Monday, September 28, 2020
Health And Welfare

Family and Diabetes is the theme for this years World Diabetes Month


The month of November marks  World Diabetes Month, a globally-celebrated event that increases awareness about diabetes. This year’s theme “Family and Diabetes” focusses on raising awareness of the impact that diabetes has on families. It promotes the role of the family in the management, care, prevention and education of the condition.

According to the World Health Organisation (WHO), the number of people with diabetes rose from 108 million in 1980 to 422 million in 2014. In 2016, an estimated 1.6 million deaths were directly caused by diabetes and WHO estimated that diabetes was the seventh leading cause of death in 2016[1].

One in two people currently living with diabetes are undiagnosed and the vast majority of these have type 2 diabetes. Early diagnosis and treatment are key to helping prevent or delay life-threatening complications. If type 1 diabetes is not detected early, it can lead to serious disability or death. Know the signs and symptoms to protect yourself and your family.

 “Diabetes is a chronic and progressive disease. However people with diabetes can live long, healthy lives with good disease management. It requires not only management of blood glucose (glycaemia) levels but also risk factors for complications such as high blood pressure and high cholesterol, which can be controlled with a healthy diet, regular physical activity and the correct use of medication as prescribed by a health provider”, says Sibonile Dube, Head of Communications and Public Affairs, at Novartis.

Some of the different types of diabetes and potential associated symptoms:

Type 1 diabetes is usually caused by an auto-immune reaction where the body’s defense system attacks the cells that produce insulin. People with type 1 diabetes produce very little or no insulin. The disease may affect people of any age, but usually develops in children or young adults. People with this form of diabetes need injections of insulin to control the levels of glucose in their blood. Access to insulin is therefore absolutely crucial for people with type 1 diabetes.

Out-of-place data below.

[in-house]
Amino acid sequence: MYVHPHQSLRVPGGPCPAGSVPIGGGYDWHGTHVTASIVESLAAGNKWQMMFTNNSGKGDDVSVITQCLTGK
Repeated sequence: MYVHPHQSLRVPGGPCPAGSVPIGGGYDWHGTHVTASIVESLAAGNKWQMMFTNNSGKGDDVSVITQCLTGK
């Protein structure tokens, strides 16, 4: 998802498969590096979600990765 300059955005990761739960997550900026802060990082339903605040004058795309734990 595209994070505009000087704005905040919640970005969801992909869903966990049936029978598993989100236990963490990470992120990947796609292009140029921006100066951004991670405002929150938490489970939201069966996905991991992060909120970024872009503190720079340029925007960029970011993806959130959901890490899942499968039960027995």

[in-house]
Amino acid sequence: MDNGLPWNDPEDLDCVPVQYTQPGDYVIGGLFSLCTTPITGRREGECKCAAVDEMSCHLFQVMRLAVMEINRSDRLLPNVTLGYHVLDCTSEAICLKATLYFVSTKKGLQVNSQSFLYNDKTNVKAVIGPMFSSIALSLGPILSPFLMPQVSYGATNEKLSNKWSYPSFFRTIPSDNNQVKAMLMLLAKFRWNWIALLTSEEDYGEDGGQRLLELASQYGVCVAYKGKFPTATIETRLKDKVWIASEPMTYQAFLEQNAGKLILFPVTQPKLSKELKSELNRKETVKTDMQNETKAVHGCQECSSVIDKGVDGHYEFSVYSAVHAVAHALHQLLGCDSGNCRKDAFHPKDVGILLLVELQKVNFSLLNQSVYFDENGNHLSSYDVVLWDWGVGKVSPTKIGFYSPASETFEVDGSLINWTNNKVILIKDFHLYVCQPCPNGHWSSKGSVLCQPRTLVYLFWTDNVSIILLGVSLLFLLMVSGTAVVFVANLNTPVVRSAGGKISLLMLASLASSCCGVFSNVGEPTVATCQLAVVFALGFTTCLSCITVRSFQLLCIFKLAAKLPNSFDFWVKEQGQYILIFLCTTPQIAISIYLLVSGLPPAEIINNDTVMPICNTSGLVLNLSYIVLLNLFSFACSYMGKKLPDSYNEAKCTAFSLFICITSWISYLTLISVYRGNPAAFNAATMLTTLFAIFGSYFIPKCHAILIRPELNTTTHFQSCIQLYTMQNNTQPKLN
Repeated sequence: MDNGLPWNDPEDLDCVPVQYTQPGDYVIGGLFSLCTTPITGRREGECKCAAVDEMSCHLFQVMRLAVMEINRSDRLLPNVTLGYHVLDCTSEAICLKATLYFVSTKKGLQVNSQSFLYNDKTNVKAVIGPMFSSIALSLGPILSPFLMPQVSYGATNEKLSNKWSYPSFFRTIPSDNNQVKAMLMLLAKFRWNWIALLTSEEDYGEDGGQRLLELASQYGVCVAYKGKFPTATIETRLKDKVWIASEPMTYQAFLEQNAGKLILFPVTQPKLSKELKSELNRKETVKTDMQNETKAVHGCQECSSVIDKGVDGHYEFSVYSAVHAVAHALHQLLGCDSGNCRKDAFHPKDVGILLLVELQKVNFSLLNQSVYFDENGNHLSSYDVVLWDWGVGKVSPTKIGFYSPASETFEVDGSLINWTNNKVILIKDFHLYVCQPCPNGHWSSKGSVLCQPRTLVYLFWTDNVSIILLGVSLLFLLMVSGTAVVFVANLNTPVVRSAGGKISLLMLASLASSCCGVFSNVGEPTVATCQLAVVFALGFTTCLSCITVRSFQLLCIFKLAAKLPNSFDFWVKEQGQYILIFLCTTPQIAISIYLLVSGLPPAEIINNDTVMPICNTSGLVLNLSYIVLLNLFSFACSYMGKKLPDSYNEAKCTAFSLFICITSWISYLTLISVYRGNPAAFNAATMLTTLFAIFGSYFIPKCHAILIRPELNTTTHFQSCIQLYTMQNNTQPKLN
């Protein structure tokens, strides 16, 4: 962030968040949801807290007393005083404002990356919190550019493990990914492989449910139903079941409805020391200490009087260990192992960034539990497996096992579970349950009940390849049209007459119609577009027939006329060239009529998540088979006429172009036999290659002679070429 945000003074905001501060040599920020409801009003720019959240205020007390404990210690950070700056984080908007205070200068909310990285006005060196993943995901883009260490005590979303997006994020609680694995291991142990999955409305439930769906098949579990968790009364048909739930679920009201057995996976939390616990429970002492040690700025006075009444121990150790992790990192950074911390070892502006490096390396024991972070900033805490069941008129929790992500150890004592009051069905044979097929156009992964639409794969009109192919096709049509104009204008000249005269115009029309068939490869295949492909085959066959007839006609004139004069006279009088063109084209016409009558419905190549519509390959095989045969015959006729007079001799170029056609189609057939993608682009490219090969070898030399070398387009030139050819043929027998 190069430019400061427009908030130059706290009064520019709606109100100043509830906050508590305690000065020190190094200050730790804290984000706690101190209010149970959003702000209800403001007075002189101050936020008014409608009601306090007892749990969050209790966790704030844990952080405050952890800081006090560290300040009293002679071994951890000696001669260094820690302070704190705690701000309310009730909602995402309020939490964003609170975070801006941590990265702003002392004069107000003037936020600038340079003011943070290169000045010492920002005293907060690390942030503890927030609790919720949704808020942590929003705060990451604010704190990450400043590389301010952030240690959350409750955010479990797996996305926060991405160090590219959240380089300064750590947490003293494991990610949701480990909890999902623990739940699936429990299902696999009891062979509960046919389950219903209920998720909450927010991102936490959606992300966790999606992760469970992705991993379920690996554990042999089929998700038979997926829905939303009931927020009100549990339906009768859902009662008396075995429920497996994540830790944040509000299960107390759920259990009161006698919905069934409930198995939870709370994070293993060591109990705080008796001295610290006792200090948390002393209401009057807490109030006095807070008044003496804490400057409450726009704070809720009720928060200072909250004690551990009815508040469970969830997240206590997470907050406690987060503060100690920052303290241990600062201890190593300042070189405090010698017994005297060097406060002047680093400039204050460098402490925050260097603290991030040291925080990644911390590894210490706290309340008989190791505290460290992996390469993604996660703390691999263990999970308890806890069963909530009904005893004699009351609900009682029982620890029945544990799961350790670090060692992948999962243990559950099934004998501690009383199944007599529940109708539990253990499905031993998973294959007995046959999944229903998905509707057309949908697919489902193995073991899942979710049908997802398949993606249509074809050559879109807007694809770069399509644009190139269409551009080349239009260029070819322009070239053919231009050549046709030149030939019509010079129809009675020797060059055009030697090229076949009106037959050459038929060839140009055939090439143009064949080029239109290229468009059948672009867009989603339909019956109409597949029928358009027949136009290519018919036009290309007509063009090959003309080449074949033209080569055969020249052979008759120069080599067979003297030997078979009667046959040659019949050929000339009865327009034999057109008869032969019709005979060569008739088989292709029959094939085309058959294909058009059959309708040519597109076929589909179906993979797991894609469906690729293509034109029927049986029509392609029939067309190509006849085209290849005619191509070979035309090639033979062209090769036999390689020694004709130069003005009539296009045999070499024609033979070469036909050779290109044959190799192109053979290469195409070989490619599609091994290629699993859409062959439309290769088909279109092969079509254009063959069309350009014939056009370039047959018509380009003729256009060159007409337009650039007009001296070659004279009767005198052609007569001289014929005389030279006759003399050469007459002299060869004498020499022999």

Symptoms of Type 1 diabetes: unplanned weight loss; nausea and vomiting.

 Type 2 diabetes used to be called non-insulin dependent diabetes or adult-onset diabetes, and accounts for at least 90% of all cases of diabetes. The diagnosis of type 2 diabetes can occur at any age and may remain undetected for many years and the diagnosis is often made when a complication appears, or a routine blood or urine glucose test is done. It is often, but not always, associated with being overweight or obese, which itself can contribute to insulin resistance and lead to high blood glucose levels. People with type 2 diabetes can often initially manage their condition through exercise and diet. However, over time, most people will require oral drugs and/ or insulin.

Symptoms of Type 2 diabetes: type 2 diabetes is frequently not associated with any symptoms but some patients may experience increased thirst, frequent urination, hunger, fatigue or blurred vision.

Gestational diabetes (GDM) is a form of diabetes characterised by high blood glucose levels during pregnancy. It develops in one in 25 pregnancies worldwide and is associated with complications to both mother and baby. GDM usually disappears after pregnancy but women with GDM and their children are at an increased risk of developing type 2 diabetes later in life. Approximately half of women with a history of GDM go on to develop type 2 diabetes within five to ten years after delivery.

Symptoms of Gestational diabetes: High blood sugar during pregnancy usually has no symptoms. You might feel a little thirstier than normal or have to pee more often.

Treatment of diabetes involves diet and physical activity along with blood glucose control, blood pressure control, foot care, screening and treatment for retinopathy and screening and treatment of diabetes-related kidney disease. Family support in diabetes care has been shown to have a substantial effect on improving health outcomes for people with diabetes.


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